I start far too many of my articles with suggestions to teach more of this and less of that, but this time I really really really really really really mean it!
Perhaps the most shocking weakness I have found in how English is usually taught is the number of students who know the intricacies of Present Perfect Continuous but not the expression “the day before yesterday”, know all about the differences between predictions with and without present evidence but not the difference between “in two weeks” and “two weeks later”, etc. Therefore nowadays when the book says I should be teaching present, past or future tenses, I actually spend far more time teaching present, past and future time expressions like “almost always”, “in the last two weeks” and “some time”. And in a nice accidental benefit, that is often the best way of teaching the differences like Present Perfect/ Past Simple and Present Continuous/ Present Simple, as well as a vocabulary rich way of introducing prepositions of time.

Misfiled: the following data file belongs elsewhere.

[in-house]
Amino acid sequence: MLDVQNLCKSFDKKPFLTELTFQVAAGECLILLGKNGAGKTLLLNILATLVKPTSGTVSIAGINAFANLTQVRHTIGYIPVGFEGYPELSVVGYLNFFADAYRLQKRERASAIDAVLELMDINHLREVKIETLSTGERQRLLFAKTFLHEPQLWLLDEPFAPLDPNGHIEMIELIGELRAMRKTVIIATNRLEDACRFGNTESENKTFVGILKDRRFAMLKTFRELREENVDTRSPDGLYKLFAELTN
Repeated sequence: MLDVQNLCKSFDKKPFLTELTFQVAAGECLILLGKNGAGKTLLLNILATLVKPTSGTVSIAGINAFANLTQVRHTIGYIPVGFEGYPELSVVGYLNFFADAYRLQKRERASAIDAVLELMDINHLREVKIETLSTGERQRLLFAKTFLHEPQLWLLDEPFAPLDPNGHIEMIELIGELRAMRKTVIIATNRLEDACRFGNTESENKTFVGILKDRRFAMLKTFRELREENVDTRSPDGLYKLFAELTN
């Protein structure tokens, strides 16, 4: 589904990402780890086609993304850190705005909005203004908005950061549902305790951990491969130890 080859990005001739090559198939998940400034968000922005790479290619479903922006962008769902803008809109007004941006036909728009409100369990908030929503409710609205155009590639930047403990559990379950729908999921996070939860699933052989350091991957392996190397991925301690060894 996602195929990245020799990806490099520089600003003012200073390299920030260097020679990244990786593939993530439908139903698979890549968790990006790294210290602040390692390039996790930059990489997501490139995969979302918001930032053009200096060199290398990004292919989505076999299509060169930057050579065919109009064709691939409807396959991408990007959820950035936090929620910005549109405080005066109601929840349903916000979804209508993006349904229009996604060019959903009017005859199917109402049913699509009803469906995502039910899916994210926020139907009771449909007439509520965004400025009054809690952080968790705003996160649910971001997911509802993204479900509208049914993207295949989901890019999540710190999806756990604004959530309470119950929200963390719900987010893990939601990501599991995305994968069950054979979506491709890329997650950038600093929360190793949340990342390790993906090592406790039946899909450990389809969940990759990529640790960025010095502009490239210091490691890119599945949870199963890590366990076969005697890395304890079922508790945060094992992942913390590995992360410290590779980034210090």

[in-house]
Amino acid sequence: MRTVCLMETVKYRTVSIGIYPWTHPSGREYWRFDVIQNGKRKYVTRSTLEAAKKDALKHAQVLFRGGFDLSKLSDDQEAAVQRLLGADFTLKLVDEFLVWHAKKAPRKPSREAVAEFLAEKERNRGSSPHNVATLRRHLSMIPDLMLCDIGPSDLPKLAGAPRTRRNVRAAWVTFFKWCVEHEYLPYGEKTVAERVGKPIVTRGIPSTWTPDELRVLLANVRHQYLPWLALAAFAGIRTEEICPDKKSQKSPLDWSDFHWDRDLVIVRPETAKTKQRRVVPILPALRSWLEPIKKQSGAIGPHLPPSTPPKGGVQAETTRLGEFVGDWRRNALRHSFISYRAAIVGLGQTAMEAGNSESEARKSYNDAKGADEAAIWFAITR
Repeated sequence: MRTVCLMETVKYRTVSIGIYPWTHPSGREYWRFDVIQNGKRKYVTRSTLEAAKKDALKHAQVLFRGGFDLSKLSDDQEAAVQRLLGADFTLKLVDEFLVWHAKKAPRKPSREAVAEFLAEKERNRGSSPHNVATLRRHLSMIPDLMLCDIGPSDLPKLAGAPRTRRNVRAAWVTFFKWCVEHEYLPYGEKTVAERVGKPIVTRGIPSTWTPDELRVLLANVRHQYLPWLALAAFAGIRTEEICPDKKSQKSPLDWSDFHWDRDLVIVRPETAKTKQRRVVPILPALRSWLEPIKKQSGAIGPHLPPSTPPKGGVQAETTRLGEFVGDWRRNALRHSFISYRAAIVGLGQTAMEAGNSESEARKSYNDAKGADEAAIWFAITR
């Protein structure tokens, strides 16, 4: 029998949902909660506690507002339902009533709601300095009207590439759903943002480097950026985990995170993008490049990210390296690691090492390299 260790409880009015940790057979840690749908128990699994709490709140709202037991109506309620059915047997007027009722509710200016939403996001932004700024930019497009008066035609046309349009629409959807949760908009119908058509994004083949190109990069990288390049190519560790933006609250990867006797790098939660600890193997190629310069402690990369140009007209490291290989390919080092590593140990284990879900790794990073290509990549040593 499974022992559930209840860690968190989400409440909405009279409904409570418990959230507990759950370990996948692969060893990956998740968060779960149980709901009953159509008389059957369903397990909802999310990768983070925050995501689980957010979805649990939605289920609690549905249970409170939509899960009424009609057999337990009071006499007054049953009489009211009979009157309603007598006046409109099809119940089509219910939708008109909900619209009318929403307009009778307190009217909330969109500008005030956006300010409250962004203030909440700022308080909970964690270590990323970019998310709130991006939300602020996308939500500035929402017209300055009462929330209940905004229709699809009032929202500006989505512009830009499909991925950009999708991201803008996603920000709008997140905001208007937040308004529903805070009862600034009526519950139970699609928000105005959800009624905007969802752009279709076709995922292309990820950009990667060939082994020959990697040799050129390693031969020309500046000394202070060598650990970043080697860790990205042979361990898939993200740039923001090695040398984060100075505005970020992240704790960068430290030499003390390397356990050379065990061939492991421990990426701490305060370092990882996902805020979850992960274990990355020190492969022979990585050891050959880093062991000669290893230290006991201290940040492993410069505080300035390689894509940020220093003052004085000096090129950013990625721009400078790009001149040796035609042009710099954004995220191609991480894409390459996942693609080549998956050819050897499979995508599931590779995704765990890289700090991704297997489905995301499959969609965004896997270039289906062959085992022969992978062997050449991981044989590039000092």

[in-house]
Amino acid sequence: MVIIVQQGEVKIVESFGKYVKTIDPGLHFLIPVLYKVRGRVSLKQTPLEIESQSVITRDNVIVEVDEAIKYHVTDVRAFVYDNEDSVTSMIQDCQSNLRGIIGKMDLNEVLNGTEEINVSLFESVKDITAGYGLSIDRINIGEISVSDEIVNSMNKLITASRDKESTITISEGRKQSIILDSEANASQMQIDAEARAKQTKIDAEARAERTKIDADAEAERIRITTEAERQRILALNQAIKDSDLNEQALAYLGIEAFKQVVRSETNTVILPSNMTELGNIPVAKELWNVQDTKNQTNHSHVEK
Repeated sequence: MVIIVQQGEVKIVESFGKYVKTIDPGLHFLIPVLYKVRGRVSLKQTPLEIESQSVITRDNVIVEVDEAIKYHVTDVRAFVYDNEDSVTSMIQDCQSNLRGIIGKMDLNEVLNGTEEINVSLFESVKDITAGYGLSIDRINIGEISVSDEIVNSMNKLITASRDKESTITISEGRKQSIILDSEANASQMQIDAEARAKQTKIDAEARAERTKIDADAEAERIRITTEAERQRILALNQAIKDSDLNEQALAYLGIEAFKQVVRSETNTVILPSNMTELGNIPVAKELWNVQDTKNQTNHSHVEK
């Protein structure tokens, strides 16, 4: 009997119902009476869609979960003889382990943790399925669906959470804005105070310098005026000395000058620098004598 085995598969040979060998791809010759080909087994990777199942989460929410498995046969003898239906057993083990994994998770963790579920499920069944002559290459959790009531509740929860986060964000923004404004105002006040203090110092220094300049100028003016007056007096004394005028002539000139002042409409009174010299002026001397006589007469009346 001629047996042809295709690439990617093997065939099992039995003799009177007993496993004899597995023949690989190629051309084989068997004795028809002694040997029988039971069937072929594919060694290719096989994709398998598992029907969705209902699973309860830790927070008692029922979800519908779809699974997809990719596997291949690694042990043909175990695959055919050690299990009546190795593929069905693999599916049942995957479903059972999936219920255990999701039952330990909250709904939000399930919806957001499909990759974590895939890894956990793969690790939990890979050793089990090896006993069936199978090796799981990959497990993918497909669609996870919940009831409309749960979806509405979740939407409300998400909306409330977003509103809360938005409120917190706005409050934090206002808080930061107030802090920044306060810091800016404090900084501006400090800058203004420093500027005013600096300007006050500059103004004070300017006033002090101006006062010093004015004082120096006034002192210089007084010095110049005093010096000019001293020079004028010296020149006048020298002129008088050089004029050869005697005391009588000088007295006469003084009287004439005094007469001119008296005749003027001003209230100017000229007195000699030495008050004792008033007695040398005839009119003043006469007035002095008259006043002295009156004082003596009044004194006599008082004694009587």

To help make this simple, effective and important shift in how grammar is taught, over the last few months I have added three articles with loads of game ideas and 15 photocopiable worksheets on teaching past, present and future time expressions, along with links to loads more new stuff on more specific time expressions like days of the week and dates, all here: